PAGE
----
Being lactose intolerant means you are unable to digest the sugar in milk. This is completely normal as the majority of people loose the ability to digest lactose post infancy.
What is lactose intolerance?
Lactose intolerance is the inability to digest lactose, the sugar in milk. In order for the sugar in lactose to be digested it must be broken down in the gut by the enzyme lactase into its two component sugars (glucose and galactose). Most infants produce lactase for a while but lose the ability to digest lactose after weaning (commonly after the age of two). Losing this ability is a clear indication that after weaning, milk is not a natural food for us. Lactose intolerance occurs in around 90-100 per cent of Asians, 65-70 per cent of Africans, and 10 per cent of Caucasians. Symptoms include nausea, cramps, bloating, wind, and diarrhoea. If you suffer from lactose intolerance you should avoid all dairy products.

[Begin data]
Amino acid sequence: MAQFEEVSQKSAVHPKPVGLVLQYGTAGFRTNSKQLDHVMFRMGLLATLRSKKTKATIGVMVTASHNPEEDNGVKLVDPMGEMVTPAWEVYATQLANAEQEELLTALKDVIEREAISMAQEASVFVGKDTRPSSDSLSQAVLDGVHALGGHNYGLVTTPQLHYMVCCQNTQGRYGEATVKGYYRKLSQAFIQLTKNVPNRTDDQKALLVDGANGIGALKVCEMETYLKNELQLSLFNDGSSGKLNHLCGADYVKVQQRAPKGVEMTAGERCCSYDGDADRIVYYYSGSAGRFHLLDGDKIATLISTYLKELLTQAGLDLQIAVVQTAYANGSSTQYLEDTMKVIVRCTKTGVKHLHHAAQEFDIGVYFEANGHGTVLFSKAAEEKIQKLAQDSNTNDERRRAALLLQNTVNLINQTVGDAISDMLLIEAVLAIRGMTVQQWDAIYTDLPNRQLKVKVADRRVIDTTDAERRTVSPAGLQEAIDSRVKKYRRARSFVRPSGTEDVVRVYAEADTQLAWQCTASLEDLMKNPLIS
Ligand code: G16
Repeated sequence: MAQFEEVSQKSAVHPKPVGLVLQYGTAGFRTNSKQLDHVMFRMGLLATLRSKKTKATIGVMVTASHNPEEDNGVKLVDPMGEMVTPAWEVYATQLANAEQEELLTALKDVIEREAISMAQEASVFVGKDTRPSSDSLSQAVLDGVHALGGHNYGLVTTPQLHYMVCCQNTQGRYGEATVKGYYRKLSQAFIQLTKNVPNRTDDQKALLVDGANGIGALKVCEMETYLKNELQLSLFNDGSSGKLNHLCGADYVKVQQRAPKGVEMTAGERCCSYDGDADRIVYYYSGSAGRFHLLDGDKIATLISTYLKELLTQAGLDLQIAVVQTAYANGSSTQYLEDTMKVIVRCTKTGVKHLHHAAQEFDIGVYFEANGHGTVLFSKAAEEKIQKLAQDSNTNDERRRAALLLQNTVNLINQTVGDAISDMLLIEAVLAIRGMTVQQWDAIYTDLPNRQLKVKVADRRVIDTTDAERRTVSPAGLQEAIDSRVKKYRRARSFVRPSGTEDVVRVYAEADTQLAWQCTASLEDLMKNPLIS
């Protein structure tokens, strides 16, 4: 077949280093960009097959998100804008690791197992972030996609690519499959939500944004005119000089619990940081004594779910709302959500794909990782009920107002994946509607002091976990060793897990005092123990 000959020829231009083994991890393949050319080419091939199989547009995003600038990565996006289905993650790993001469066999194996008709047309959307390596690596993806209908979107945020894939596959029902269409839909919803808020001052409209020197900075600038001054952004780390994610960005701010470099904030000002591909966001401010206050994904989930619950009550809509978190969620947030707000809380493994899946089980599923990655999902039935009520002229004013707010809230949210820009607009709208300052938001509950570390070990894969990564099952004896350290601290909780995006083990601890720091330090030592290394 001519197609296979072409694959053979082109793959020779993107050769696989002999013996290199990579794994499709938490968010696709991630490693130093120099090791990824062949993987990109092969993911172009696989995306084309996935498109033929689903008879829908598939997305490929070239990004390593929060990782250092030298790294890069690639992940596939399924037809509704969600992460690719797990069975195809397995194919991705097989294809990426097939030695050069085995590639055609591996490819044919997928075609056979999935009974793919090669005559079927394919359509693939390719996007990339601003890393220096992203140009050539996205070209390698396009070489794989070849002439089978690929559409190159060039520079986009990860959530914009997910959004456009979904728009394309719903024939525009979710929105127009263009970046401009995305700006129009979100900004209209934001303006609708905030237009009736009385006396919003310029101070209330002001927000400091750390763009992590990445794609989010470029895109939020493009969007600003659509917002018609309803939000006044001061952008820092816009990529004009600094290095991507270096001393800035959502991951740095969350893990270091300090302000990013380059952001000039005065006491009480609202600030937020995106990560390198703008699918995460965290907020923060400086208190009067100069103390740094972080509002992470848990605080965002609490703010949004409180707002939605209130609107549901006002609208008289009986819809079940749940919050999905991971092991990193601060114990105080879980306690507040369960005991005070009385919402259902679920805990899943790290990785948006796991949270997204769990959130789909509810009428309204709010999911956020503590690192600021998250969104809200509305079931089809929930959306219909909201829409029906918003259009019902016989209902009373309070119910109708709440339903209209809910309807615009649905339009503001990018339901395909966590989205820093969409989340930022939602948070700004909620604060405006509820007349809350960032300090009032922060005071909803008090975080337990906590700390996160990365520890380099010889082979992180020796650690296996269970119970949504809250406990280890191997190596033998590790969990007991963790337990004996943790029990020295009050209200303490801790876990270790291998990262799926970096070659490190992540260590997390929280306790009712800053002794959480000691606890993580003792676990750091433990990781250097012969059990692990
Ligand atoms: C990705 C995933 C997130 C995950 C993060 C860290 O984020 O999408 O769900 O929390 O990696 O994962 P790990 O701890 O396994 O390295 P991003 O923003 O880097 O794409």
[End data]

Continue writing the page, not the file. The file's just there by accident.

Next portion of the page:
See our infographic about milk and health.